The Independent Voice of Southern Methodist University Since 1915

The Daily Campus

The Daily Campus

The Independent Voice of Southern Methodist University Since 1915

The Daily Campus

The Independent Voice of Southern Methodist University Since 1915

The Daily Campus


Second dean candidate visits to hilltop

Jose Bowen, the second of three Meadows School of the Arts dean finalist candidates, concluded his two-day visit on campus in separate group sessions with students and faculty.

During his opening remarks to the faculty, Bowen presented four topics that matter to him in an arts school: diversity, technology, entrepreneurship and community.

He defined diversity in the context of an arts school. “This should be the place on campus with the most open minds in thoughts, ideas, artistic expression, etc,” he said.

Technology should facilitate dialogue, not stifle it, Bowen said, adding that it’s for this reason that professors choose to post their PowerPoint presentations online before class. He said when technology is used in this way students can come to class prepared to discuss the material, instead of the professor wasting time regurgitating the slides.

Bowen said entrepreneur skills should be taught to students as a part of their undergraduate requirements. He believes students should leave school with an understanding not only of their majors, but also how they can apply them in the real world.

“Knowledge by itself is useless,” Bowen said, transitioning into his fourth and final value: community.

As his last point, Bowen stressed community “really matters in a school like this [an arts school].”

Bowen, who currently deans the School of Fine Arts at the University of Miami (OH), said he likes the complexity of the Meadows school, which he defined by the variety of majors and degrees offered. He also is impressed with the dedication demonstrated by students and faculty.

When asked what he would like to see change, Bowen said Meadows needs a renovation, especially the dance studios, he added.

Asked how he would bridge the gap between the communications and arts divisions, he suggested on the spot opening an additional office in Umphrey Lee to use once per week.

Similar concerns were brought up during his meeting with students. Some students thought Bowen talked a lot about the fine and performing arts and not as much about the communication side of Meadows.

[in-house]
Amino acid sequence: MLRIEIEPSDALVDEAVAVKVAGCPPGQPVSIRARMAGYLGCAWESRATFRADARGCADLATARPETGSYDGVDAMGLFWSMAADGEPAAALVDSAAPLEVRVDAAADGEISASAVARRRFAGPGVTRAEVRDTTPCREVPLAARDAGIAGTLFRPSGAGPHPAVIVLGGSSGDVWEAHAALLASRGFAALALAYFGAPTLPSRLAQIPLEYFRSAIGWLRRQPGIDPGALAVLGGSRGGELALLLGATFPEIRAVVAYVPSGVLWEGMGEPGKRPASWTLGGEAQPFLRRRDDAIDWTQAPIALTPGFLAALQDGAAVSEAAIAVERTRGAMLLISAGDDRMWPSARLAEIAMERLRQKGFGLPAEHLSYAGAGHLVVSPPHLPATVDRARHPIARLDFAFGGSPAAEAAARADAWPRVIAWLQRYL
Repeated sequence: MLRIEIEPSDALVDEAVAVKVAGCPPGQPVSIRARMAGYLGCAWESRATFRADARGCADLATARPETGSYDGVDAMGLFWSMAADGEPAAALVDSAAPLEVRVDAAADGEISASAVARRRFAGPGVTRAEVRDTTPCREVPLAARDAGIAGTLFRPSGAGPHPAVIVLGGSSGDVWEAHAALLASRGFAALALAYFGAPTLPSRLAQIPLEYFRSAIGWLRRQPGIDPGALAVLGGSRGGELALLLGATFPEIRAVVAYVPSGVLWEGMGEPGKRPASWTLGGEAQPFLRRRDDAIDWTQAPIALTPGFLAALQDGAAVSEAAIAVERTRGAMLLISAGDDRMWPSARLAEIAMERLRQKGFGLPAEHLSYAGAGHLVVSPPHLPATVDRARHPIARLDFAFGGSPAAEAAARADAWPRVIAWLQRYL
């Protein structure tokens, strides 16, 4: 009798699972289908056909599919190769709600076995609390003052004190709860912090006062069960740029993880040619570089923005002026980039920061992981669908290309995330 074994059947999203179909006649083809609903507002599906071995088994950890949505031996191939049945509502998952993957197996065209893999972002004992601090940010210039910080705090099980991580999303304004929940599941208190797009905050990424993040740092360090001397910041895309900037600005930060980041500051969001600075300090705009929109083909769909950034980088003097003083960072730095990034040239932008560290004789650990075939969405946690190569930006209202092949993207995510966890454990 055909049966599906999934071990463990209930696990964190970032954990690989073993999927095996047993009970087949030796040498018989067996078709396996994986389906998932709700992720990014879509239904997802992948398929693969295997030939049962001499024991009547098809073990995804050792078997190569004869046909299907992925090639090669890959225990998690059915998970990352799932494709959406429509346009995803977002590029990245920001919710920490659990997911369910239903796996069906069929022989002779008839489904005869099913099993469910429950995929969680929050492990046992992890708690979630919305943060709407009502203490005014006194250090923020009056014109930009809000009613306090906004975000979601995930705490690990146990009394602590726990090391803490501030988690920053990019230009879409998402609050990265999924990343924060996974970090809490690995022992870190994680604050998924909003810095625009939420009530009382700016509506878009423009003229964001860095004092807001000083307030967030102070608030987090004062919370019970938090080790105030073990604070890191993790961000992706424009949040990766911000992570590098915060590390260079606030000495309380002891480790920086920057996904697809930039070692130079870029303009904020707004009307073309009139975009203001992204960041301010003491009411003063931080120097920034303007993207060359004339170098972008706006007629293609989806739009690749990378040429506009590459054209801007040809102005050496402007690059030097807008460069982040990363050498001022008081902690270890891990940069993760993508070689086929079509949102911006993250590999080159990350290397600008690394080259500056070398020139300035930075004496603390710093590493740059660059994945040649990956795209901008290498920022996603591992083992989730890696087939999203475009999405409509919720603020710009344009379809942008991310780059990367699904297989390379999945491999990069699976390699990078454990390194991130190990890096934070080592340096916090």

Art, as he defined, is his shorthand for communication.

“It’s all about communicating a message and looking for commonalities in an audience,” he said, adding that when he used the word art, he was referring to all Meadows majors.

As for Bowen’s experience in fundraising, he said he allocates about 20 percent of his time to fundraising for Miami. In order to properly fundraise, Bowen said, you must find the overlay between what you want and need for your school and what those who can provide the money want – their passions.

“I’ll be your chief cheerleader,” Bowen said to students.

And once Bowen has raised the money, how does he decide to spend it?

“By knowing that it was the best decision I could make based on the information and resources I had – that helps me sleep at night,” he said.

A failure for Bowen would be accepting the position, if he were offered it, knowing that there wasn’t enough money to meet his goals for the school.

“I would need to know if what’s being asked can happen,” he said.

He then joked, “Sadly, all of you are here. I have a choice.”

Touching on politics, Bowen said higher education faculty is heavily criticized as leaning left. But, this doesn’t mean that faculty cannot separate politics from classroom discussion. “You have to show students that you are tolerant and open enough to hear all ideas,” he said.

Politics aside, Bowen sees the $33 million Algur H. Meadows Foundation grant to Meadows as not only good for the university monetarily, but also for its national exposure. “Everybody is talking it,” adding that SMU as a prospect for the George W. Bush library attracts similar attention.

In closing, one student asked, “If you were a food, what type would you be?”

“Some sort of pepper,” Bowen said, “one that spices you up and makes you sort of uncomfortable.”

Bowen has a Ph,D. in musicology and humanities, a master’s in music composition and humanities, and a bachelor’s in chemistry, all from Stanford University.

Before he arrived at Miami in 2004, Bowen taught at Stanford, University of Southampton in the United Kingdom and Georgetown University. Miami is the first school in which he has held the position of dean.

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